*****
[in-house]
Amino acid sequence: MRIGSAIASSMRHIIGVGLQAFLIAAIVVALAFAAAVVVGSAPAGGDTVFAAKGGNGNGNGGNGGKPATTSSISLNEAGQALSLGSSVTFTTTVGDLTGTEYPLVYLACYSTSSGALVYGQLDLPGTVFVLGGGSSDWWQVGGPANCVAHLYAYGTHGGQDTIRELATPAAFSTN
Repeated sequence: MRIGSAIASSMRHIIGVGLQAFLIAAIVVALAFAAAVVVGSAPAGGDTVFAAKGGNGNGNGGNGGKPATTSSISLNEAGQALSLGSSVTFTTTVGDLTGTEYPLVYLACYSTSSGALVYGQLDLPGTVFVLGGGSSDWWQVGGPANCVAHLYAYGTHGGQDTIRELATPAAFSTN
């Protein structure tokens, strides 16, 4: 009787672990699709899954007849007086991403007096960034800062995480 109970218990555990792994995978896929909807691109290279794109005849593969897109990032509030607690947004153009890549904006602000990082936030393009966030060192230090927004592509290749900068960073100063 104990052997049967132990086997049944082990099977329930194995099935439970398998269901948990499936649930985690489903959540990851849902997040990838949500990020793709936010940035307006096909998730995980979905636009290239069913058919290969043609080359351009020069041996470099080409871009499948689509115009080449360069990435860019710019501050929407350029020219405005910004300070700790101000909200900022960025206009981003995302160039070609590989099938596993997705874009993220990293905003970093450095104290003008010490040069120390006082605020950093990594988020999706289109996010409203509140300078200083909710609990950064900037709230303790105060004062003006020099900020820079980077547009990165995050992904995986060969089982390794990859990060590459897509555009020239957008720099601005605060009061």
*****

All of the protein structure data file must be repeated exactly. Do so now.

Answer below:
[in-house]
Amino acid sequence: MRIGSAIASSMRHIIGVGLQAFLIAAIVVALAFAAAVVVGSAPAGGDTVFAAKGGNGNGNGGNGGKPATTSSISLNEAGQALSLGSSVTFTTTVGDLTGTEYPLVYLACYSTSSGALVYGQLDLPGTVFVLGGGSSDWWQVGGPANCVAHLYAYGTHGGQDTIRELATPAAFSTN
Repeated sequence: MRIGSAIASSMRHIIGVGLQAFLIAAIVVALAFAAAVVVGSAPAGGDTVFAAKGGNGNGNGGNGGKPATTSSISLNEAGQALSLGSSVTFTTTVGDLTGTEYPLVYLACYSTSSGALVYGQLDLPGTVFVLGGGSSDWWQVGGPANCVAHLYAYGTHGGQDTIRELATPAAFSTN
């Protein structure tokens, strides 16, 4: 009787672990699709899954007849007086991403007096960034800062995480 109970218990555990792994995978896929909807691109290279794109005849593969897109990032509030607690947004153009890549904006602000990082936030393009966030060192230090927004592509290749900068960073100063 104990052997049967132990086997049944082990099977329930194995099935439970398998269901948990499936649930985690489903959540990851849902997040990838949500990020793709936010940035307006096909998730995980979905636009290239069913058919290969043609080359351009020069041996470099080409871009499948689509115009080449360069990435860019710019501050929407350029020219405005910004300070700790101000909200900022960025206009981003995302160039070609590989099938596993997705874009993220990293905003970093450095104290003008010490040069120390006082605020950093990594988020999706289109996010409203509140300078200083909710609990950064900037709230303790105060004062003006020099900020820079980077547009990165995050992904995986060969089982390794990859990060590459897509555009020239957008720099601005605060009061």